Due to wear and use the clearance between the valves increases, so that these valves have to be set from time to time. The scooter can make a ticking, hissing or popping sound when there is too much play.
In addition, the performance of the scooter deteriorates what you may experience as a loss of power or a more difficult starting of the scooter. The valves of your scooter may have been burnt or the play of the tumbler may have expired.
The valves are pushed open by the tumblers at the moment that gases have to go in or out. To build the right compression it is crucial that the combustion chamber is completely airtight. When there is play between the valve and the tumbler, this means that the tumbler is still in contact with the valve and the valves do not close completely!
A cam of the underlying camshaft presses on the tappet via a cam follower and actuates the valve via a set screw on the rocker arm. The space between the tumbler and the valve stem is the valve clearance
The cam of an overhead camshaft presses against a rocker arm, which in turn presses the valve stem via a set screw. The valve clearance can be adjusted by turning the adjusting screw.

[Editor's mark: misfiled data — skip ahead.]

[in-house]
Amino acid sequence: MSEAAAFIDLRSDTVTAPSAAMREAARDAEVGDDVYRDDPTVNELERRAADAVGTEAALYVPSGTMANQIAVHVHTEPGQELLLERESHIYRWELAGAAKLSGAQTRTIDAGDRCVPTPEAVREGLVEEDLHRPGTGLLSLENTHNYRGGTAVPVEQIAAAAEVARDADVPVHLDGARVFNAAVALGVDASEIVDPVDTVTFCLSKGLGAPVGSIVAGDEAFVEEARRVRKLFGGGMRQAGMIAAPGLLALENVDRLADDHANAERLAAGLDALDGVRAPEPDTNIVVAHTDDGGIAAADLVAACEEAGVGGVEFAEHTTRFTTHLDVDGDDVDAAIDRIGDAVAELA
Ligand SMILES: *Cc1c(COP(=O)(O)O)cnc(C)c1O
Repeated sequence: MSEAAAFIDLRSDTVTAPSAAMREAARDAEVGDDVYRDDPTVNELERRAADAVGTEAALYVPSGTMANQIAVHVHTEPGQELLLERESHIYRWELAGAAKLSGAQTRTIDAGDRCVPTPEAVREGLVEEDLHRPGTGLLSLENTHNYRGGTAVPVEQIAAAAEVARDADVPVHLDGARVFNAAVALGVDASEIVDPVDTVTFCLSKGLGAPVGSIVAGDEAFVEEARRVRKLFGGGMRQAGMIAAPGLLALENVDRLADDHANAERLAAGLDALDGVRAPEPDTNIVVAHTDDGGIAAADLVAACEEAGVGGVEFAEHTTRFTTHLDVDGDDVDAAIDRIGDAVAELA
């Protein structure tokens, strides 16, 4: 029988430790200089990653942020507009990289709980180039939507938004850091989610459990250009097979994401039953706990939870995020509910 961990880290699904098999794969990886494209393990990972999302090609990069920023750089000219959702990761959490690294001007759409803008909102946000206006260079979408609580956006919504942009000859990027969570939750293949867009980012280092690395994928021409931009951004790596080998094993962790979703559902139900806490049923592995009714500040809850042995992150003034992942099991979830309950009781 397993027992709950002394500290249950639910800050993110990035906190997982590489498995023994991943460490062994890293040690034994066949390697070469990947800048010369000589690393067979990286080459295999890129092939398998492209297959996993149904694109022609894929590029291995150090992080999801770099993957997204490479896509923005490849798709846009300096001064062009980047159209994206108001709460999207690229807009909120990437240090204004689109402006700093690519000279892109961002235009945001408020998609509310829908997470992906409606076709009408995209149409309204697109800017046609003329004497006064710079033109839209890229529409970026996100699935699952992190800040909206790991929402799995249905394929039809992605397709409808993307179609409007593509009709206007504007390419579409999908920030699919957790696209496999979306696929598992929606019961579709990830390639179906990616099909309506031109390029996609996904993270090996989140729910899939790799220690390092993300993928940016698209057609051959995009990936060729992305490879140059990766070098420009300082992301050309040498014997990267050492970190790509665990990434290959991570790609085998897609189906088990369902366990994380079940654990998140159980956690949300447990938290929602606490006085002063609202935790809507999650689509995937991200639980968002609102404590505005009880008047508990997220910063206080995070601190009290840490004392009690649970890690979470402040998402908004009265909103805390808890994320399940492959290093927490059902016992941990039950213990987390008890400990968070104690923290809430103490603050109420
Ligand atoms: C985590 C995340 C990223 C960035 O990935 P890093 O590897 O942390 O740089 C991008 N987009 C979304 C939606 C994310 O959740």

Between the cam of an overhead camshaft and the cam follower is a metal shim with such a thickness that there is just enough clearance between the ridge and the plate. The shims are available in different thicknesses. If the valve clearance is too large or too small, this plate can be replaced by a thicker or thinner plate to compensate for the deviation in the valve clearance.
Answer: Due to hot conditions, the valves turn off and the valve stem becomes longer. To compensate for this extension, there must be minimal space between the operation of the valve and the valve stem!
Answer: Ideally, the valves must be set every 3,000 km, however, the standard is around 8,000 and at 10,000 you will notice significant difference in consumption, waiting too long results in engine block damage.